The Battle of Nachod, 1866
7th February 2013, 0 Comments
Bismarck’s Wars, Field of Battle, 10mm
Gerry Henry has been preparing for this game for about three years. While some lucky people limit themselves to a single period, Gerry only wargames a single war – in fact just a single battle! His terrain for the Battle of Nachod (fought on 27th June 1866) is therefore impressive. While I’d fought a few battles on his custom-built terrain boards, I’d never seen them all together, in their full glory. It really looked the part. You can also see why Gerry likes Nachod. It was a Corps-sized battle, with a Prussian advance guard holding on in the face of determined attacks by an Austrian Corps. More Prussians marched to the sound of the guns, and by the end of the day both sides had a Corps on the battlefield, although the Austrians still outnumbered the Prussians by about 9,000 men (33,000 to 24,000).As a fanatical supporter of the reactionary, torpid and Catholic Austro-Hungarian Empire, Gerry took control of the Austrian VI Corps, commanded by Baron Ramming. Charles S. Grant and Colin Jack helped him shuffle the Austrians forward, while John Drewienkiewicz (“DZ”) played the part of General Steinmetz, commander of the Prussian V Corps. I acted as John’s deputy, and general dogsbody. I was delighted when DZ took charge of the Prussian 9th Division around the village of Wenzelsberg, as, having fought over that ruddy village several times I wasn’t keen to do it again. Gerry launched Col. Hertwegh’s brigade at the village, but while it caused DZ some anxious moments, the attack eventually ground to a halt to the south of the village. In the view above, Wenzelsberg is the village in the top right corner of the board.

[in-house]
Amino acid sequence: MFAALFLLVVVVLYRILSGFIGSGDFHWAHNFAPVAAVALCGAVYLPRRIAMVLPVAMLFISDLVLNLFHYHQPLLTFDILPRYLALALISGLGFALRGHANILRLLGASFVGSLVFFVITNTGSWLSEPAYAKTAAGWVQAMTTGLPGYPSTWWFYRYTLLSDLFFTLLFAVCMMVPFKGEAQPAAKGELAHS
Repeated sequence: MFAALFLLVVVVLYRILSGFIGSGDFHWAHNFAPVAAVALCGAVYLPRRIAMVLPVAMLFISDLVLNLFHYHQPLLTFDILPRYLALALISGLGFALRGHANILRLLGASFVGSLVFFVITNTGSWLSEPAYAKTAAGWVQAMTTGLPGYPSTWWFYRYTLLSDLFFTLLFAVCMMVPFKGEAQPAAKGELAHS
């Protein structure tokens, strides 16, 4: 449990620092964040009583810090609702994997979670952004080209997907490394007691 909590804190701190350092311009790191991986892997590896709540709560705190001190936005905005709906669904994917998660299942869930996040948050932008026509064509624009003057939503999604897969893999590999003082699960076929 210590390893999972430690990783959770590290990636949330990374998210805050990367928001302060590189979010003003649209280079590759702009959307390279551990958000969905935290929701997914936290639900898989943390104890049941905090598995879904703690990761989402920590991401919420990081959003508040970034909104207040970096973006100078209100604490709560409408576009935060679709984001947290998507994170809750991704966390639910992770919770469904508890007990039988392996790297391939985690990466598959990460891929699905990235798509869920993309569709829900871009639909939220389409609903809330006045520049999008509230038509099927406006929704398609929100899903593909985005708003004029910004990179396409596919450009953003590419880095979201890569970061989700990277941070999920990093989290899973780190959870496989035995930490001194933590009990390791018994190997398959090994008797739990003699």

It anchored the left of the Prussian line, which – when the reinforcements began to arrive – ran northwards to Wyskow (the straggling village on the centreline of the table), then off to the north (the left of the photo), anchoring itself in the high wooded hills to the north of the Wyskow to Nachod road. tThat’s Nachod on the far table edge, the eastern edge of the table. That was also the place where the Prussian reinforcements could cross the Mettau River, to reach the battlefield. Having blunted Hertwegh’s attack, DZ now faced two more Austrian brigades, approaching his lines from the south-west.Actually, they weren’t a particularly serious threat. One Austrian brigade commanded by Col. Jonak spent most of the weekend resolutely refusing to move, as it failed just about every movement dice roll. Another brigade led by Col. von Waldstatten edged its way forward to the outskirts of Wyskow, then spent most of Sunday failing to advance any further. Over on the Austrian left Charles sent Maj. Gen. Rosenweig’s brigade into the curve of the railway embankment near Starkoc, where a hill dominated that section of the battlefield, to the north-west of Wyskow. That’s the railway curve in the picture above, while the one on the right shows Charles and Gerry wondering what to do with Hertwegh’s broken command, while DZ (left) enjoys the spectacle.Then though, the Austrians deployed their “death star”. The VI Corps artillery unlimbered to the west of Wyskow, where it had a good field of fire over the centre of the battlefield. The Austrian “grand battery” then eviscerated the Prussian infantry one battalion or gun battery at a time, until the defenders were either pulverised or had pulled back to shelter behind any convenient wood or village they could find. This would have been decisive if the Austrians had been able to launch a co-ordinated infantry assault on the Prussian centre, around Wyskow. Unfortunately for them when the moment came they simply couldn’t get their troops to move forward. DZ continued to harry them as best he could, sending a dragoon regiment in a death ride charge to pin Jonak’s command, and forming a new gun position on the hill behind Wyskow which did its best to return the fire of the Austrian guns.Over to the left the cuirassiers of the Austrian cavalry worked their way around the northern flank of the Prussian line. The plan was to cross the Mettau River and capture Nachod, but the river turned out to be unfordable. A Prussian infantry regiment (the 52nd) had moved north from Nachod to block their path, and it deployed between the river and the hill. The stand-off there continued for a few hours of gaming time, until the Prussians’ Corps cavalry arrived to threaten the Austrian horse. In the big picture at the top you can see the Austrian cavalry in their outflanking move, over on the upper left (north-east) side of the table. Eventually a combination of Prussian cavalry attacks and infantry firepower did for the Austrians, with the exception of one stalwart regiment of cuirassiers, who effectively demolished the Prussian cavalry through repeatedly charging it, despite the seemingly hopeless odds. This though, didn’t really influence the main fight, apart from keeping a useful Prussian infantry regiment away from the main battlefield.We started the game on Saturday morning, and played all day until early evening. We then picked the game up again the following morning, and played on until 2pm on Sunday. By Sunday morning the two actively engaged Austrian brigades of Hertwegh and Rosenweig were in a bad way. Although casualties are rallied back, losses are noted, and when they reach a certain point the regiment or brigade can break and run. It was with some dismay that on Sunday morning DZ saw Hertwegh’s brigade reform – seemingly at full strength – and launch another attack on Wenzelsberg. Worse, the battered Prussian 17th Brigade was also in a bad way, and was forced to retire to the high ground behind the village. The Austrian 25th Jaegers duly occupied the village, just in time for their brigade to finally succumb to a failed morale test. Hertwegh’s men fled the field, leaving Wenzelsberg to the Prussians.Over on the Austrian left the same happened to Rosenwig’s command. It had taken heavy casualties from the two Prussian regiments (the 46th and 47th). At one point I planned to pull back to form a new defensive line behind a wood, but the stern unspoken disapproval from “DZ” (a retired Major-General) “encouraged” me to opt for a more aggressive stance. He was quite right. There was a rule that artillery can’t fire on targets within 6″ of their own troops. This meant that by advancing closer to Rosenweig’s men, my Prussians could avoid getting pulverised by the Austrian grand battery. They were also able to make the most of their superior firepower, and soon Gerry’s prized unit (the 4th Hoch & Deutschmeister Rgt.) broke and fled. They were soon followed by the rest of the brigade, leaving a somewhat surprised Prussian commander to chase them from the field.This was the turning point. Thanks to DZ’s pluck the Austrian left was shattered, as was their right. The rest of Ramming’s Corps was left with little option but to pull back to the west, leaving the Prussians in control of the field. The battle was deemed a Prussian tactical victory, and we all went home delighted by the fact that we’d been able to spend the weekend fighting our way across Gerry’s splendid table, and having such a good time in the process.